2013 Reduced vancomycin susceptibility in an in vitro catheter-related biofilm model correlates with poor therapeutic outcomes in experimental endocarditis due to methicillin-resistant staphylococcus aureusAntimicrobial Agents and Chemotherapy.  57:1447-1454. 2013
    2011 Nuclease modulates biofilm formation in community-associated methicillin-resistant staphylococcus aureusPLoS One.  6. 2011
    2011 New approaches for treating staphylococcal biofilm infectionsAnnals of the New York Academy of Sciences.  1241:104-121. 2011
    2009 Vibration disrupts vascular function in a model of metabolic syndromeIndustrial Health.  47:533-542. 2009

    Research Overview

  • My research program is focused on investigating innate immune-bacterial interactions in the respiratory tract. I am especially interested in pursuing studies of Gram-positive bacterial species, including pathogens and commensal organisms, and their role in microbial community development. I am broadly interested in how the epithelial innate immune response impacts individual microbes and populations of microbes in multi-species communities, influencing bacterial pathogenicity and persistence. In my studies, I use airway epithelial cell co-culture models to investigate host-microbe and microbe-microbe interactions occurring in polymicrobial respiratory infections. Next-generation sequencing approaches, including whole-genome sequencing of clinical isolates and dual host-pathogen RNA sequencing, allow my laboratory to investigate bacterial evolution during infection and to evaluate transcriptomic changes occurring in both the airway epithelium and bacterial pathogens during co-infections. I will use these techniques to evaluate how pathogens and commensal microbes sense and respond to changes in host immune status and will seek to further develop new model systems for investigating host-polymicrobial interactions. By examining the crosstalk occurring between microbes at the mucosal interface, I hope to make significant contributions towards our understanding of how changes in the host environment impact complex bacterial communities and affect disease progression.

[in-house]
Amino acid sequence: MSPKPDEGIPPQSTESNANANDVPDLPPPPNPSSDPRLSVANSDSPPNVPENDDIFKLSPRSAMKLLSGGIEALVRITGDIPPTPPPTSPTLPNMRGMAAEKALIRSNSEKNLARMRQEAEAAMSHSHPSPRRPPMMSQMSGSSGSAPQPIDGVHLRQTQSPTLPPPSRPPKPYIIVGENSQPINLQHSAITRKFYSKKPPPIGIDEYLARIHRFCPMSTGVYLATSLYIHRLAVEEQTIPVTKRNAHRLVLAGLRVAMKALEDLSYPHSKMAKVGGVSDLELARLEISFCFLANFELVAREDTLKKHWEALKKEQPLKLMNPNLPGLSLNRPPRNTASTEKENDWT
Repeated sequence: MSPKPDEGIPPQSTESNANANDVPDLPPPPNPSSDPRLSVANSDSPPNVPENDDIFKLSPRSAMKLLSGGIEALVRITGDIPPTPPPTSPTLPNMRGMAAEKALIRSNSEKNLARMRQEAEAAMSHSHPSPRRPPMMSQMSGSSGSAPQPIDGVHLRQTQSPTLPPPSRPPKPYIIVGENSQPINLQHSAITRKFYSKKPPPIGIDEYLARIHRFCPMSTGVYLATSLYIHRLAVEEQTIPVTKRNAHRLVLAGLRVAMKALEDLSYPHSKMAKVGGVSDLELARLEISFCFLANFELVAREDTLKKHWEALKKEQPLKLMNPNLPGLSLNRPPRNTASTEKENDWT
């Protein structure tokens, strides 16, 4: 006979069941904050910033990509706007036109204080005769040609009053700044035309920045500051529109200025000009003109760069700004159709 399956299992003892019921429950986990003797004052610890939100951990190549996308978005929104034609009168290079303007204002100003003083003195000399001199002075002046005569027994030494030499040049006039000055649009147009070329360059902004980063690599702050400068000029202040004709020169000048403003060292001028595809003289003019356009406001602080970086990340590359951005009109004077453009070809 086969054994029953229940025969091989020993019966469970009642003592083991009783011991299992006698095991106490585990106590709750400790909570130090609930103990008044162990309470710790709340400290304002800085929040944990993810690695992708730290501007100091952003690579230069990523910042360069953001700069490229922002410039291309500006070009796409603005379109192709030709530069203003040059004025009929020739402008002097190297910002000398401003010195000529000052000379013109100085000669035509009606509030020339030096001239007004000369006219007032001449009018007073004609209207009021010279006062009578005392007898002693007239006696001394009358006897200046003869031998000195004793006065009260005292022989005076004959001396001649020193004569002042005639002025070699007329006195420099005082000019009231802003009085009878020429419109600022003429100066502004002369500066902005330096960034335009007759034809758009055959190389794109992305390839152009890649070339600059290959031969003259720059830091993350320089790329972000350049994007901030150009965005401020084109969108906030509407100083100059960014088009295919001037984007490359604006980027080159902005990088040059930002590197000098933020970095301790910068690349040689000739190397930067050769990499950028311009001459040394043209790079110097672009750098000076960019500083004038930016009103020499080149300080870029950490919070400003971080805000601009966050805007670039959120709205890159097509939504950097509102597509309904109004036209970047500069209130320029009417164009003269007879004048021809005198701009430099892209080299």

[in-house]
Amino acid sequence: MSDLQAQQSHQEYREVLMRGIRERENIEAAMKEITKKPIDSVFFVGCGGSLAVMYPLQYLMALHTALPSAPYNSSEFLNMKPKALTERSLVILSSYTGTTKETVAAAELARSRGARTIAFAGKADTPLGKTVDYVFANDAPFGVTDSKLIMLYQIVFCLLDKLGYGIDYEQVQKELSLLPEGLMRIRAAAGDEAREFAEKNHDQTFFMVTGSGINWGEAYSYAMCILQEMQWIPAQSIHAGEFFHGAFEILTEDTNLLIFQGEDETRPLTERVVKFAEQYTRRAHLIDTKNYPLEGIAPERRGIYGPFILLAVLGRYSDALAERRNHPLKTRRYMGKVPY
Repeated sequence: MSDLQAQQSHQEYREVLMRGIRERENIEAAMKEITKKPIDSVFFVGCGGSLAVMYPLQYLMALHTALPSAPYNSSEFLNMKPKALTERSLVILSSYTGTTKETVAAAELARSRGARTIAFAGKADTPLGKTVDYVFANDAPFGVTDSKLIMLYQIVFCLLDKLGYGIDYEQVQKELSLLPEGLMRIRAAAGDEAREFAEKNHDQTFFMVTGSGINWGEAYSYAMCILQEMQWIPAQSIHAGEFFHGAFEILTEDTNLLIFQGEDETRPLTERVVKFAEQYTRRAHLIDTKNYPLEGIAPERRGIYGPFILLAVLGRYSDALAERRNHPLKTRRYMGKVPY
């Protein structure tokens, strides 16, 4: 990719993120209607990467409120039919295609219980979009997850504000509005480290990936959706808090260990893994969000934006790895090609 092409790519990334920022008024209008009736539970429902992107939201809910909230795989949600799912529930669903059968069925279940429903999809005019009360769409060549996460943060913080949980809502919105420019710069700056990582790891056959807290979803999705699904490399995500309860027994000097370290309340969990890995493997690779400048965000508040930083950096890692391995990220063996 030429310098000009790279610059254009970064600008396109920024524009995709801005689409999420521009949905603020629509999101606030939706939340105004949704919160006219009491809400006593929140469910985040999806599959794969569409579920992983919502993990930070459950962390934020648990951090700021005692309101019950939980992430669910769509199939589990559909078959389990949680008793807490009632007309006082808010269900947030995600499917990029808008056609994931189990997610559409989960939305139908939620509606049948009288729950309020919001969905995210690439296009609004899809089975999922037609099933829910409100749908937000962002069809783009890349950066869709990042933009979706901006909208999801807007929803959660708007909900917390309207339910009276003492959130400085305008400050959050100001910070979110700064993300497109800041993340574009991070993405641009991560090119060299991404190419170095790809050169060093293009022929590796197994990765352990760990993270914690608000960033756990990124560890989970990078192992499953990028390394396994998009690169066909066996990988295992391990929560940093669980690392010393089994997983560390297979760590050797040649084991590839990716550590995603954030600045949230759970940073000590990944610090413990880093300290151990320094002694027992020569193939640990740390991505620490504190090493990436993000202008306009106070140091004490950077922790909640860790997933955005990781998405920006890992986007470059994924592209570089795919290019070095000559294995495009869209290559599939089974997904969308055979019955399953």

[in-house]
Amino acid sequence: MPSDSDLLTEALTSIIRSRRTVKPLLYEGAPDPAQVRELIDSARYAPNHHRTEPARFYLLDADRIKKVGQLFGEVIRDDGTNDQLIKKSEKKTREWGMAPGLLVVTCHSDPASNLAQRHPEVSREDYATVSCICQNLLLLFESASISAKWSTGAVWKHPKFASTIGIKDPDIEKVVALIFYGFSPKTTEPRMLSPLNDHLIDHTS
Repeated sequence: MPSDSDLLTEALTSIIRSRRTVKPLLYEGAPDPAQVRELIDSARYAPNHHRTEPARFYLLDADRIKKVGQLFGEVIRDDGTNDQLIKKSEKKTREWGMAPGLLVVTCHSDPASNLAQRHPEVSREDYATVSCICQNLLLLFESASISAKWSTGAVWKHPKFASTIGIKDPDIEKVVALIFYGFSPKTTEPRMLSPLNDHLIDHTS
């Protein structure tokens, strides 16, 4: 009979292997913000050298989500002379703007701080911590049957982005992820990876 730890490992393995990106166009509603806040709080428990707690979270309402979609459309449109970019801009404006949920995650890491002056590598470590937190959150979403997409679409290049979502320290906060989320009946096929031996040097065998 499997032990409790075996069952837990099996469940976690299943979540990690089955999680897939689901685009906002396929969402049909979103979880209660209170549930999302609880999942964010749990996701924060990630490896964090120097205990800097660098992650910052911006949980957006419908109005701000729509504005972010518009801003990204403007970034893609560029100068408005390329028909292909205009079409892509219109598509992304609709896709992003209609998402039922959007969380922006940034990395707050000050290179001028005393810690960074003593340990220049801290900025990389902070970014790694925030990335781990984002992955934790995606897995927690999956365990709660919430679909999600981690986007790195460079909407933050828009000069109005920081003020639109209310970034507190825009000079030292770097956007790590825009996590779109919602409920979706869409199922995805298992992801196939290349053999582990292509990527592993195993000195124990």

• Teaching Overview

  • My goal as a scientific educator is to impart knowledge of key concepts in microbiology and immunology while guiding trainees to develop skills for thinking critically and scientifically in their to approach to problem solving. I have experience teaching biology and microbiology at the undergraduate, graduate and medical student levels at previous institutions and have enjoyed training undergraduates and research technicians in the laboratory. While a postdoc at Yale University, I trained as a Scientific Teaching Fellow and gained skills in scientific teaching practices. At UAB, I will make it a priority to create an inclusive classroom that engages diverse students of all learning styles by utilizing a variety of teaching practices and providing students with the opportunity to both develop skills as independent thinkers and benefit from working in groups and learning from their peers. I have been involved at UAB as a faculty facilitator for GRD717, The Principles of Scientific Integrity, and I look forward to interacting with students and fellows in future courses and in the laboratory.
  • Education And Training

  • University of Pittsburgh Microbiology and Molecular Genetics, Postdoctoral Fellowship
  • Yale University Molecular, Cellular and Developmental Biology, Postdoctoral Fellowship
  • Doctor of Philosophy in Microbiology, University of Iowa 2012
  • Full Name

  • Megan Kiedrowski